“By de-coupling their translational practices from the national literary traditions and imperial teleologies they were supposed to express and reflect, the writers analyzed in Incomparable Empires carved out creative spaces that radically reconfigured U.S. and Spanish literatures. Rogers’s brilliantly contextualized recovery of their alternative stratagems of translation promises to foster a grand scale re-thinking of the formation, structure, and purposes of our extant comparative literary histories of the early twentieth century.”
~ Donald E. Pease, author of The New American Exceptionalism
We’re wrapping up this week’s featured title with an excerpt from Incomparable Empires: Modernism and the Translation of Spanish and American Literature. In this work, Rogers uncovers the arguments that forged the politics and aesthetics of modernism. He revisits the role of empire—from its institutions to its cognitive effects—in shaping a nation’s literature and culture. Check out Chapter 5, “Negro and Negro: Translating American Blackness in the Shadows of the Spanish Empire,” in which Rogers analyzes the origins, translation, and evolution of literatura negra (black literature) from Spain to the Americas and beyond.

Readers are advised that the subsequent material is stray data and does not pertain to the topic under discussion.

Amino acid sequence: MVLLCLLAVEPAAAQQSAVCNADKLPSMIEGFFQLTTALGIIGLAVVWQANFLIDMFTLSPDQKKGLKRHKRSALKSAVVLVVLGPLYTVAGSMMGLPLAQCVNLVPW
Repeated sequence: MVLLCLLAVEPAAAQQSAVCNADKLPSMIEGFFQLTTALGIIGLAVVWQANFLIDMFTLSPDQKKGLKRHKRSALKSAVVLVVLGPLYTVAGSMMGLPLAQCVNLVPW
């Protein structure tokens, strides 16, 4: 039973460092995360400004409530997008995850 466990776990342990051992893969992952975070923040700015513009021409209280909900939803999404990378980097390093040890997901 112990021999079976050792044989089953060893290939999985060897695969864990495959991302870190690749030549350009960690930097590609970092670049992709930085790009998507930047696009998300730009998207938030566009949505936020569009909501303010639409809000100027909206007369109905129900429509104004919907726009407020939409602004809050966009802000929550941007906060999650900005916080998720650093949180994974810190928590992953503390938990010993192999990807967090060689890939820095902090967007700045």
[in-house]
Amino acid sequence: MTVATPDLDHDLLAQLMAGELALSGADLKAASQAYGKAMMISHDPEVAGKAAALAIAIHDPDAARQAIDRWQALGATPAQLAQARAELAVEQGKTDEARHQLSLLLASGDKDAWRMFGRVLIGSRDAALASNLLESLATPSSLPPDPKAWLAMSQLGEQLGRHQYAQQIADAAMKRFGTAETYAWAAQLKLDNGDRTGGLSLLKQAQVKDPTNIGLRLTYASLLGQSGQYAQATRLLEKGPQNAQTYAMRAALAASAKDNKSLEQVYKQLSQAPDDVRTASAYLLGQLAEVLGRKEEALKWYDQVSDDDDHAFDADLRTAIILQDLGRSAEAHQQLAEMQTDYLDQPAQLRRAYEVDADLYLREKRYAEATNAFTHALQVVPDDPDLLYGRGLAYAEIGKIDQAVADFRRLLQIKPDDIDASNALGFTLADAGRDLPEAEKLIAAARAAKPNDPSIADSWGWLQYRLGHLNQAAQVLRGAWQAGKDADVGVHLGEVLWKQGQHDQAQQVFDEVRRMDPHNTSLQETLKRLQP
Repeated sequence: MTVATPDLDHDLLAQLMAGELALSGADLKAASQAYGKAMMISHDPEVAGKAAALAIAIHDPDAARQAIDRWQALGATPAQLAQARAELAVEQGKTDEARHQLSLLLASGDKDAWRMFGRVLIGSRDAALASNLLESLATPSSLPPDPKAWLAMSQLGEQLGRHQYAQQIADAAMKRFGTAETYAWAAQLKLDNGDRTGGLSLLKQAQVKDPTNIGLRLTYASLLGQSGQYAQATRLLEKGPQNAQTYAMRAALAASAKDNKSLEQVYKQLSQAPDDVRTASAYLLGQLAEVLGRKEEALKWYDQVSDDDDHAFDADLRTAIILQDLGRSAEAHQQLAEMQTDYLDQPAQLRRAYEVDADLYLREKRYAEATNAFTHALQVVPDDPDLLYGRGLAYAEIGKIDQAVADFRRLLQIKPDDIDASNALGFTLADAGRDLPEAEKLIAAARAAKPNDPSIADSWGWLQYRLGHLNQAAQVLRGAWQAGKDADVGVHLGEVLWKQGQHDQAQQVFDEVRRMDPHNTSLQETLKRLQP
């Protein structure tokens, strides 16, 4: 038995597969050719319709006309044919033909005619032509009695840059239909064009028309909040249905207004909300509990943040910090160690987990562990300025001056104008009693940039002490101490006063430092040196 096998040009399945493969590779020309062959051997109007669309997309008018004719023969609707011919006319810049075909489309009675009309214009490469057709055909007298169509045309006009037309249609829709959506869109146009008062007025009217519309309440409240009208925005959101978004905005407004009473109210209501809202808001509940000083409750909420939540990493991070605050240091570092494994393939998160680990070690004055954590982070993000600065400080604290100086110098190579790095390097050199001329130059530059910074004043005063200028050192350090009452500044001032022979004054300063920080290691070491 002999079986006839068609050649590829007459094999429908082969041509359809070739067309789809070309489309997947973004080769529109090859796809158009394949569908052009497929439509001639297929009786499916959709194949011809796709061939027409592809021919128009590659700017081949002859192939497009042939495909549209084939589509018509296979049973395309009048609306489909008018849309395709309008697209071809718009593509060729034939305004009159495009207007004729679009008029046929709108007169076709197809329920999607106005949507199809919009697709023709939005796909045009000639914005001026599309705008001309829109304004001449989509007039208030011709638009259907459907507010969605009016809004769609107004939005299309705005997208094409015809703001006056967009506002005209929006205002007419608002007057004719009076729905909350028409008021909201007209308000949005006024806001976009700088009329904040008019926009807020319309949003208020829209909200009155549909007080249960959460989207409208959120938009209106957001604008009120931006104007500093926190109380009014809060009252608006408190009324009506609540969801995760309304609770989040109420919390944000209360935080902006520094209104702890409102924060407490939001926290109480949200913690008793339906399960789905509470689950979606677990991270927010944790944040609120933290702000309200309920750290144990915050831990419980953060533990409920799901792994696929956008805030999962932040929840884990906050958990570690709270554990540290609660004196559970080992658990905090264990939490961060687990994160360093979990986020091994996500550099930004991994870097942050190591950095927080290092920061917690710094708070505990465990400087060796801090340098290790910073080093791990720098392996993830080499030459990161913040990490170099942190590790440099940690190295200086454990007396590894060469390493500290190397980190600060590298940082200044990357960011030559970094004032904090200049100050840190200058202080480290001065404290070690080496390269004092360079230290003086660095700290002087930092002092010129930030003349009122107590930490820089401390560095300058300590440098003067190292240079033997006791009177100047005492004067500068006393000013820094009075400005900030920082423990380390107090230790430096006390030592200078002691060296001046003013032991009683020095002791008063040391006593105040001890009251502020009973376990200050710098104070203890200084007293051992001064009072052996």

Enter our drawing for a chance to win a copy of the book. And, if you missed it, check our Rogers’ guest post about Langston Hughes’ difficulty embracing his role as the voice of the modern black experience during his lifetime.